Getting a home ready for bad winter weather is vital if you’re not to end up with expensive repairs further down the road.
Being unprepared for the possibility of snow, ice, high winds and floods means you could end up falling foul of the ‘basic maintenance’ rule home insurers include in policies.
Even if you are able to claim, you’ll have to pay the excess and subsequently also be seen as a higher ‘risk’ by providers which would increase your premiums.
Here’s how to get ready for the most common worse-weather scenarios:
Storms and high winds
Tiles – If you can, take a good look at your roof tiles. If any look loose, or cracked and dislodged, you need to get them seen to. High winds can easily whip tiles off, and rain water can pour in.
Chimneys – Chimneys are highly exposed to bad weather and degraded pointing around brickwork as well as dislodged and loose flashing at the base of the chimney can spell trouble. Likewise, chimney pots often come loose or crack. If so, get yours looked at.
Trees – If there are trees close to your property, especially any with branches that overhang, you should get a tree surgeon to trim them. If they’re not your trees, speak to neighbours or the council.
Fencing – Fencing can cause significant damage if it’s loose and gets thrown around in high winds, so make sure yours is tightly battened down.
Outbuildings – Garages, garden offices, barns, sheds and other outbuildings should all be checked in the same way you’d check your house.
If your home is prone to flooding, it could be a good idea to invest in some or all of the following:
Drains and pipes – Non-return valves can be fitted to drains and inlet and outlet pipes to stop water flooding in.
Walls/floors – Raise the height of damp-proof brick courses to help stop water rising up through the ground. Lay tiles instead of carpet as it shouldn’t need replacing after a flood.
Doors/windows – Think about installing doors and windows made of synthetic materials instead of wood as it shouldn’t swell and warp due to water damage.
Electrics – Raise the height of electrical sockets and your fuse box (if it’s one that’s not close to the ceiling.
Pump – Get a pump fitted to basement areas or under-floor voids to help extract water.
Air bricks – You can buy specially designed covers to place over the ventilation bricks most houses have at the base of some walls.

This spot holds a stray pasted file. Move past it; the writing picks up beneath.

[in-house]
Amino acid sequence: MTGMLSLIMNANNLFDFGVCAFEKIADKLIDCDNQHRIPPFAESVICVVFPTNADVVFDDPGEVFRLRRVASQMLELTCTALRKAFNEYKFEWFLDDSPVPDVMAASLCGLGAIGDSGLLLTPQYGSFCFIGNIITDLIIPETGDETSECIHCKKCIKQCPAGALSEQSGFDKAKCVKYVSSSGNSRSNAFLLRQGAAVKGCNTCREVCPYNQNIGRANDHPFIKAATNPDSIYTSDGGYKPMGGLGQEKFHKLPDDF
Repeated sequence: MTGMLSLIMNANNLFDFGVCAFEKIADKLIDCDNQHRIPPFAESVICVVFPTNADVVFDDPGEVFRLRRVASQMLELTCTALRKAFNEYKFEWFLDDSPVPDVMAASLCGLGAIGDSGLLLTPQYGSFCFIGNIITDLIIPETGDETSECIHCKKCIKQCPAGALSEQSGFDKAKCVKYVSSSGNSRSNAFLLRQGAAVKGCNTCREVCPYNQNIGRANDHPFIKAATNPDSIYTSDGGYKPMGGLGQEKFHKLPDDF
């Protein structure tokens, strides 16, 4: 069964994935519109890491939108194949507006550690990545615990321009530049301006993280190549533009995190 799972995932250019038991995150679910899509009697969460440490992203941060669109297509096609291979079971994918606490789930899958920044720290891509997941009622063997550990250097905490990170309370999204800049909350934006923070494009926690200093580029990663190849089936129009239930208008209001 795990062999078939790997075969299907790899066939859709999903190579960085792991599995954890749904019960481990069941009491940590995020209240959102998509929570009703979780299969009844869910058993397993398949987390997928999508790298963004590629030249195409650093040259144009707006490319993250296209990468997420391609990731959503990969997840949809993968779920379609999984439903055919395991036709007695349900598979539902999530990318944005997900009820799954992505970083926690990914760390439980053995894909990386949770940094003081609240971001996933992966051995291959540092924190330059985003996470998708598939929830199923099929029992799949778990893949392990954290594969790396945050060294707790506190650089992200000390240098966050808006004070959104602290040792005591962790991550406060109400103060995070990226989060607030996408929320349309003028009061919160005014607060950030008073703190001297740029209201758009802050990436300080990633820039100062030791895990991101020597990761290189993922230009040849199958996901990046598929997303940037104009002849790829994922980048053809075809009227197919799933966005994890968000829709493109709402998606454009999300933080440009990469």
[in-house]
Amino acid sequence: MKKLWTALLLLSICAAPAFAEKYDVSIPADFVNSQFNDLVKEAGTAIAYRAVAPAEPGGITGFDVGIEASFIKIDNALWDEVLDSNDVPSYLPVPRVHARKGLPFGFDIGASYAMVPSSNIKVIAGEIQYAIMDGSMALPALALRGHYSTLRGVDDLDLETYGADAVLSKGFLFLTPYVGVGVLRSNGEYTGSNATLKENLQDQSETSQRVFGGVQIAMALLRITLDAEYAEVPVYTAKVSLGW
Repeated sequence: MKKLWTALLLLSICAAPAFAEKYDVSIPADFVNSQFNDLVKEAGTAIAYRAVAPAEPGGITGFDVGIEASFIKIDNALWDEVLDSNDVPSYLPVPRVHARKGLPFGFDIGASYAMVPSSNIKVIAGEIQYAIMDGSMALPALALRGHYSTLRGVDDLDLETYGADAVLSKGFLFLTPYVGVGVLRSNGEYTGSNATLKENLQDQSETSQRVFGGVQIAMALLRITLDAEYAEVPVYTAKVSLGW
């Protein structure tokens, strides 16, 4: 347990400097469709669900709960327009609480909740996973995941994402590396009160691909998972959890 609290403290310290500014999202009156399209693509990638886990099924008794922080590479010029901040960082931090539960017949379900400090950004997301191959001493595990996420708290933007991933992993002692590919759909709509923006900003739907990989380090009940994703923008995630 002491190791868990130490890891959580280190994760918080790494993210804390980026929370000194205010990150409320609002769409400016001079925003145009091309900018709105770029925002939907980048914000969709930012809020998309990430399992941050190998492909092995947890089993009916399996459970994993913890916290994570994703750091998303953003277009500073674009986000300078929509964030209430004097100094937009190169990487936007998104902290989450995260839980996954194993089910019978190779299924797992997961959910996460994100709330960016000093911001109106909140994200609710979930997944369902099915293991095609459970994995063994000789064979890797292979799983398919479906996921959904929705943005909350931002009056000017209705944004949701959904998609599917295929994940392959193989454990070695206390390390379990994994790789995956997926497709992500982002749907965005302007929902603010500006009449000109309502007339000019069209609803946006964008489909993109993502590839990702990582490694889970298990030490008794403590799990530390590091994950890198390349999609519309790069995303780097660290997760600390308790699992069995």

Skirting – Have water-resistant skirting boards fitted, or at least varnish them with a good varnish.
Snow and ice
Guttering – Making sure your gutters are clean is vital! Clogged up guttering means water can pool, and then freeze which can split pipes and cause all sorts of headaches.
Preventing ice on the roof – Heat that escapes through roofs can continually melt and refreeze ice and snow, which gets under tiles and damages the structure. Insulate your attic or loft space if it hasn’t already been done. As a bonus, you’ll svae money on heating for years to come!
Lagging around pipes – Pipes in exposed areas, such as those which run into roof spaces or basement areas and outside can mean any water in them freezes and bursts the pipe. Lagging placed around pipes in such areas which should prevent this.
Trees – As with high winds, trees close to a home can be a problem in snowy, icy conditions. Branches can become extremely heavy with the extra-weight and break off, damaging property.
Grit the drive – Gritting your drive or other parking areas, or at least laying a base of gravel, can make it less easy for cars or other vehicles to slide around.
Dripping taps – it goes without saying that any dripping taps in exposed areas should be fixed before cold weather kicks in!
Our customers are at the heart of everything we do, so we have a team of experts with a real passion for making sure people get the cover that’s right for them. For more information, you can call our experts on 0330 0600 600 or visit www.policyexpert.co.uk/contact for more ways to reach us.
Published 13 December 2018